This is one the official guides to the Olympics won’t be handing out, but it is vital to understanding the true context of the spectacle we are about to witness in Beijing. Created and circulated by people who have kept faith with the Chinese democracy movement:
The Tiananmen Massacre Map
showing street locations in Beijing where on June 4, 1989, 150 of the demonstrators were killed, or the hospitals where their bodies were taken. As the text accompanying the map explains, the total number killed “remains unknown although estimates range from several hundred to several thousand.” The information for this map was gathered by a group called the Tiananmen Mothers, started by Ding Zilin, a mother of one of the victims.
Nineteen years have passed, but as one of the eye-witnesses in the Beijing streets and in Tiananmen Square itself to that night of June 3-4, 1989, I look at this map and in memory can still hear the first cracks of the bullets, feel the treads of armored personnel carriers shaking the pavement, and see the people looking grimly at the advancing rows of helmets, silhouetted against the burning roadblocks. They were clutching bricks and bottles against the guns of their own country’s army. I remember a young man I saw closeup, shot in the chest, one of seven with bullet wounds I saw carried to a makeshift medical tent at the north end of Tiananmen Square during the final hours — and wonder if any of them are named in this document. I remember the demonstrators sitting in the spring breeze, shortly before dawn, on the steps of the monument to China’s Revolutionary Heroes, surrounded on three sides by tens of thousands of soldiers in the final standoff in Tiananmen Square — and facing off against the huge portrait of Mao, the white Goddess of Liberty statue that stood in Tiananmen for less than a week before China’s rulers knocked it down.
Here’s the account I filed that June 4th, recording what I had witnessed, and trying to answer my editor’s question, what does it mean? “The Party Pulls the Trigger.”
In that 1989 article, in the closing paragraph, I tried to set down something that still applies today; not least as visitors to Beijing survey the massive security efforts, not all of which are intended strictly to protect the Olympics:
“No doubt when the Chinese government has finished dealing with its people, the tidy square will be presented again as a suitable site for tourists, visiting dignitaries and the Chinese public to come honor the heroes of China’s glorious revolution. It will be important then to remember the heroes of 1989, the people who cried out so many times these past six weeks, ‘Tell the world what we want. Tell the truth about China.’ “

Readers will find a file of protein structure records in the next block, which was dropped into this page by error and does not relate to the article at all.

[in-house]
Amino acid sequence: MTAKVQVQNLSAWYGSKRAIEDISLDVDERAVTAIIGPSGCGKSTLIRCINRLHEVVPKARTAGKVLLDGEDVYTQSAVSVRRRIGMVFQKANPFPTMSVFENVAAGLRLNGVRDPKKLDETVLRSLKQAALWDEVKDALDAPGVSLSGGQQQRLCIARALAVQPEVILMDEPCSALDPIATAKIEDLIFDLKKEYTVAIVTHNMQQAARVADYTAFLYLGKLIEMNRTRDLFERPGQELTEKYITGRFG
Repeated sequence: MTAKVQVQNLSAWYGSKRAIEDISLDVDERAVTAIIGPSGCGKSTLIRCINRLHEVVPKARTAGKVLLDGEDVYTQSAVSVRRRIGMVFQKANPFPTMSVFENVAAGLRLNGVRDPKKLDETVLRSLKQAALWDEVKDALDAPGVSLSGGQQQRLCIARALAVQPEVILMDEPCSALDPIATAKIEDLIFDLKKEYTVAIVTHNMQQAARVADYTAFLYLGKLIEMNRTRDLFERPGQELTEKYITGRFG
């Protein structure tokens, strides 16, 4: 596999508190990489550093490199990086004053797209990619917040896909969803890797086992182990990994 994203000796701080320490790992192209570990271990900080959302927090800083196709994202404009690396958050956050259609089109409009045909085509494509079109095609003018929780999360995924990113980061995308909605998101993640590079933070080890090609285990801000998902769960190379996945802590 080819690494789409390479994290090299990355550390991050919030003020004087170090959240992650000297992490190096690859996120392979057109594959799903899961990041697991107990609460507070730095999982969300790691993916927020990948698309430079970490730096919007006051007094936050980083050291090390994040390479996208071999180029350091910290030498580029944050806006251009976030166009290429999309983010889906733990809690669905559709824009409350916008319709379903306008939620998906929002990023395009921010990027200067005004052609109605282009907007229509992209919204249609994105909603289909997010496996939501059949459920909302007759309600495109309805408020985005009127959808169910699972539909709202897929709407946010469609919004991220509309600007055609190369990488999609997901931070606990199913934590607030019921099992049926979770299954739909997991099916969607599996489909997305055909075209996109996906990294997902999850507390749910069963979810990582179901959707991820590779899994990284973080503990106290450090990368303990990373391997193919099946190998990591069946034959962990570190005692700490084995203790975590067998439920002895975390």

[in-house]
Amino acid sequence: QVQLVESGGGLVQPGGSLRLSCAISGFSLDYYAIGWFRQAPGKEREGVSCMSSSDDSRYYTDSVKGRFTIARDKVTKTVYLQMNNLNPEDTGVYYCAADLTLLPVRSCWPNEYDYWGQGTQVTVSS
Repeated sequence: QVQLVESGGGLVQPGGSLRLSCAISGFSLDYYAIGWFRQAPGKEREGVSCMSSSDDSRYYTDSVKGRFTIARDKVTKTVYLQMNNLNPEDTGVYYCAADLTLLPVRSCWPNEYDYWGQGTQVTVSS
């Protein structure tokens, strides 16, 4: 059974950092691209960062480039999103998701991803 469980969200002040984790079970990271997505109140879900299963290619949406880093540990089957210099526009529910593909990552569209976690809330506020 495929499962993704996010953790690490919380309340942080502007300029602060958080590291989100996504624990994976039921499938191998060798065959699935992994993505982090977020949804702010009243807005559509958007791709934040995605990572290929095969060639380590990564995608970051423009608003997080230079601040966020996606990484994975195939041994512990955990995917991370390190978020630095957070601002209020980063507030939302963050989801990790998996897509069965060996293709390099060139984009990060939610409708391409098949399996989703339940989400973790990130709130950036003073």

On this massacre map, one of the important truths that stands out if you look at the ages of some of those who died that night, is that the Tiananmen uprising was not solely a student movement. Some of the people who in their passion for liberty tried to face down the guns of their own government were in their 30s, 40s, 50s and 60s. Nor were they all killed in Tiananmen Square. From what I saw, my best estimate is that more were shot or crushed to death in the surrounding streets, trying to stop the advancing troops from reaching Tiananmen — which had become a symbol of the desire for freedom and justice.
Now come the 2008 Olympics, and while wishing the athletes well, I have little to add to what I wrote in early 2001, when Beijing was competing with Osaka, Istanbul, Paris and Toronto to host these games.
“…Trying to imagine the Olympic torch lit in Beijing, I keep remembering another torch, put there not at the behest of the communist regime, but by the protesters who nearly 12 years ago rose up by the millions to defy China’s tyranny. It was the torch held in both hands by the Chinese Goddess of Democracy — patterned after our Statue of Liberty — that for almost a week stood in Tiananmen Square, until it was destroyed by government troops on June 4, 1989.
When that symbolic flame of freedom can be safely lit again in China, it will be fitting to award Beijing the Olympic Games. Until then, the Olympics can better keep faith with human dignity — especially that of the Chinese people — by going somewhere else.”